As world reserve holdings reaches $14trn
Layers of safety net rose tenfold to $4trn
The International Monetary Fund (IMF) has said the continued use of the global financial safety net will need to be kept in place until the global pandemic crisis comes to an end as the total stock of international reserve holdings has more than doubled to about $14 trillion at the end of 2020 since the global financial crisis, while other layers of the safety net rose tenfold to about $4 trillion.
The global financial safety net is a set of institutions and mechanisms that provide insurance against crises and financing to mitigate their impact and this safety net has four main layers. The layers, according to the IMF, include: countries’ own international reserves; bilateral swap arrangements whereby central banks exchange currencies to provide liquidity to financial markets; regional financial arrangements by which countries pool resources to leverage financing in a crisis; and the IMF.
The IMF, in its special series report titled: ‘Global Financial Safety Net – A lifeline for an uncertain world’, said this global financial safety net has expanded significantly in the past decade and its sources have become more diverse while financing from the regional financing arrangements remained low, as demand was contained by supportive macroeconomic policies in advanced economies, and timely financing from other global financial safety net sources.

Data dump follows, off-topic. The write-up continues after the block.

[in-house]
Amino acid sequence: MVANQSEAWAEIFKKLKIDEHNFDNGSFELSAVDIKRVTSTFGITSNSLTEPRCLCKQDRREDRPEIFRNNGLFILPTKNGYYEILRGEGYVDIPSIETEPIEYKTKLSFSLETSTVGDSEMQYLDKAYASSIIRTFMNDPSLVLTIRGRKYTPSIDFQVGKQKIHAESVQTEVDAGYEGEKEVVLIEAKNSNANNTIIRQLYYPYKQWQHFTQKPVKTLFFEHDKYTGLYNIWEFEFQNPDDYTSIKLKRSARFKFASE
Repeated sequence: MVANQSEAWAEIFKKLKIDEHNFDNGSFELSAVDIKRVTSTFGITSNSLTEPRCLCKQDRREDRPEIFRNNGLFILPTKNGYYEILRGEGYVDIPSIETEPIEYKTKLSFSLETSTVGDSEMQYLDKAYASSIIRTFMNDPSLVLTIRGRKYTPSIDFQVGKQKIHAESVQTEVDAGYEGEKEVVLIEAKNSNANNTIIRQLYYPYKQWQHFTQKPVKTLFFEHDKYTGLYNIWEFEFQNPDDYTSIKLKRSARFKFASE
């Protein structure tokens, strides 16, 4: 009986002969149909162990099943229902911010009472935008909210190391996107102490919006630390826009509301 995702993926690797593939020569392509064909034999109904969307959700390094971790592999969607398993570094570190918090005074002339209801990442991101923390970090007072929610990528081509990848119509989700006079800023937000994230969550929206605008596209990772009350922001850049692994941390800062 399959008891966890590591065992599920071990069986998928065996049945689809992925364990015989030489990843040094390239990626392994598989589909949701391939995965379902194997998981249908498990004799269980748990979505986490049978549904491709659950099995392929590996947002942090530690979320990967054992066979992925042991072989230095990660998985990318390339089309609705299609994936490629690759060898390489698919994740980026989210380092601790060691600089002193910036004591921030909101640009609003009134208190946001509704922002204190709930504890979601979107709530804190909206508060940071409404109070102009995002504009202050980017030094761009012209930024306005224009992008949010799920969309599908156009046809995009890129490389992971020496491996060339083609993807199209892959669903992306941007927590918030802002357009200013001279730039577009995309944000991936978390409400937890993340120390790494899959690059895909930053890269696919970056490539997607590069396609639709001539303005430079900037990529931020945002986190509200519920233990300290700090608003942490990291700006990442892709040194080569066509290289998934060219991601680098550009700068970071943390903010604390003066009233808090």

It further noted that the increase in the total stock of reserve holding and safety nets over the years reflects the expansion of the bilateral swap arrangements during the global financial crisis and the recent pandemic, as well as the establishment of new regional financial arrangements, especially in Europe (e.g., the European Stability Mechanism) and in SouthEast Asia (the Chiang Mai Initiative Multilateralization). It said it more than doubled available resources in the aftermath of the global financial crisis.
“When economic crises hit, such as the one caused by the pandemic, countries have a number of financial resources—both internal and external—to draw on. For its part, the IMF remained the linchpin of the safety net, approving debt service relief and providing financial assistance to an unprecedented number of countries, including low-income and emerging market economies that did not benefit from bilateral or regional arrangements.
“This reinforced insurance helped effectively cushion the shock during the first year of the COVID-19 crisis. The increased bilateral swap arrangements, primarily the US Federal Reserve swaps, provided prompt liquidity support, helping to stabilize the global financial markets and capital flows to emerging market economies.
“As countries continue to grapple with the fallout from the pandemic and face increased risks of tighter financial conditions, the continued use of the global financial safety net will likely be needed until the crisis is over,” it said.